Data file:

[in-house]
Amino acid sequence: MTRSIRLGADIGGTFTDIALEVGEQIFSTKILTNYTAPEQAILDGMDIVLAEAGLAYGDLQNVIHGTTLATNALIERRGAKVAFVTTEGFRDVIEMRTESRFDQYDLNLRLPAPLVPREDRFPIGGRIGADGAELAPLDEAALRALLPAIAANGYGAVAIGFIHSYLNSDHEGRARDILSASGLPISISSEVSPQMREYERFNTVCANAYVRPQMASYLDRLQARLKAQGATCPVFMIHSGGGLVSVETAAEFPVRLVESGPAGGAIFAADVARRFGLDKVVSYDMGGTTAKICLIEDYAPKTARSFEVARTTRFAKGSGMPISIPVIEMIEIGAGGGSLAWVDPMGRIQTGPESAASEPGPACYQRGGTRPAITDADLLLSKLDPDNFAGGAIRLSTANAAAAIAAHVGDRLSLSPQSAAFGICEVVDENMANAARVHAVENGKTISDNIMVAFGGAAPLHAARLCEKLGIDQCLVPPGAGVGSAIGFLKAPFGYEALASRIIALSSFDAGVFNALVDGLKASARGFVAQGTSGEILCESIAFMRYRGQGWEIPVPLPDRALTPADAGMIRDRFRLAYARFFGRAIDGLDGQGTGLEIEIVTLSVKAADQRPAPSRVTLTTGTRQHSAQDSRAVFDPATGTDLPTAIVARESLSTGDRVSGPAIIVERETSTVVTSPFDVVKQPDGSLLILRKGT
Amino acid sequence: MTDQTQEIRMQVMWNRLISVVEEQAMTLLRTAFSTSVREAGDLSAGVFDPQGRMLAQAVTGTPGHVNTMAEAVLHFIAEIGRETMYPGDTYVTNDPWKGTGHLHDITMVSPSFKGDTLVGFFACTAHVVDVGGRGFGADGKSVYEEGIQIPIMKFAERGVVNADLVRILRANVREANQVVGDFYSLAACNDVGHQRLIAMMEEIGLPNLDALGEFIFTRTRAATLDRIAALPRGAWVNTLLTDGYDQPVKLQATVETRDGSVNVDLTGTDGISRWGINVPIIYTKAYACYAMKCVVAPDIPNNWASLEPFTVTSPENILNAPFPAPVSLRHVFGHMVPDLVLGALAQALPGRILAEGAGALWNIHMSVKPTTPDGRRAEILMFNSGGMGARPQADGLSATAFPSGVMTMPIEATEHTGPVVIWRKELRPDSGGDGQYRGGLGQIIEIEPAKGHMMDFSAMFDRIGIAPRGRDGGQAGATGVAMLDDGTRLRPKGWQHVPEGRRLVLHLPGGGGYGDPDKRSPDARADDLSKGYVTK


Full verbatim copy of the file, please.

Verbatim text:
[in-house]
Amino acid sequence: MTRSIRLGADIGGTFTDIALEVGEQIFSTKILTNYTAPEQAILDGMDIVLAEAGLAYGDLQNVIHGTTLATNALIERRGAKVAFVTTEGFRDVIEMRTESRFDQYDLNLRLPAPLVPREDRFPIGGRIGADGAELAPLDEAALRALLPAIAANGYGAVAIGFIHSYLNSDHEGRARDILSASGLPISISSEVSPQMREYERFNTVCANAYVRPQMASYLDRLQARLKAQGATCPVFMIHSGGGLVSVETAAEFPVRLVESGPAGGAIFAADVARRFGLDKVVSYDMGGTTAKICLIEDYAPKTARSFEVARTTRFAKGSGMPISIPVIEMIEIGAGGGSLAWVDPMGRIQTGPESAASEPGPACYQRGGTRPAITDADLLLSKLDPDNFAGGAIRLSTANAAAAIAAHVGDRLSLSPQSAAFGICEVVDENMANAARVHAVENGKTISDNIMVAFGGAAPLHAARLCEKLGIDQCLVPPGAGVGSAIGFLKAPFGYEALASRIIALSSFDAGVFNALVDGLKASARGFVAQGTSGEILCESIAFMRYRGQGWEIPVPLPDRALTPADAGMIRDRFRLAYARFFGRAIDGLDGQGTGLEIEIVTLSVKAADQRPAPSRVTLTTGTRQHSAQDSRAVFDPATGTDLPTAIVARESLSTGDRVSGPAIIVERETSTVVTSPFDVVKQPDGSLLILRKGT
Amino acid sequence: MTDQTQEIRMQVMWNRLISVVEEQAMTLLRTAFSTSVREAGDLSAGVFDPQGRMLAQAVTGTPGHVNTMAEAVLHFIAEIGRETMYPGDTYVTNDPWKGTGHLHDITMVSPSFKGDTLVGFFACTAHVVDVGGRGFGADGKSVYEEGIQIPIMKFAERGVVNADLVRILRANVREANQVVGDFYSLAACNDVGHQRLIAMMEEIGLPNLDALGEFIFTRTRAATLDRIAALPRGAWVNTLLTDGYDQPVKLQATVETRDGSVNVDLTGTDGISRWGINVPIIYTKAYACYAMKCVVAPDIPNNWASLEPFTVTSPENILNAPFPAPVSLRHVFGHMVPDLVLGALAQALPGRILAEGAGALWNIHMSVKPTTPDGRRAEILMFNSGGMGARPQADGLSATAFPSGVMTMPIEATEHTGPVVIWRKELRPDSGGDGQYRGGLGQIIEIEPAKGHMMDFSAMFDRIGIAPRGRDGGQAGATGVAMLDDGTRLRPKGWQHVPEGRRLVLHLPGGGGYGDPDKRSPDARADDLSKGYVTK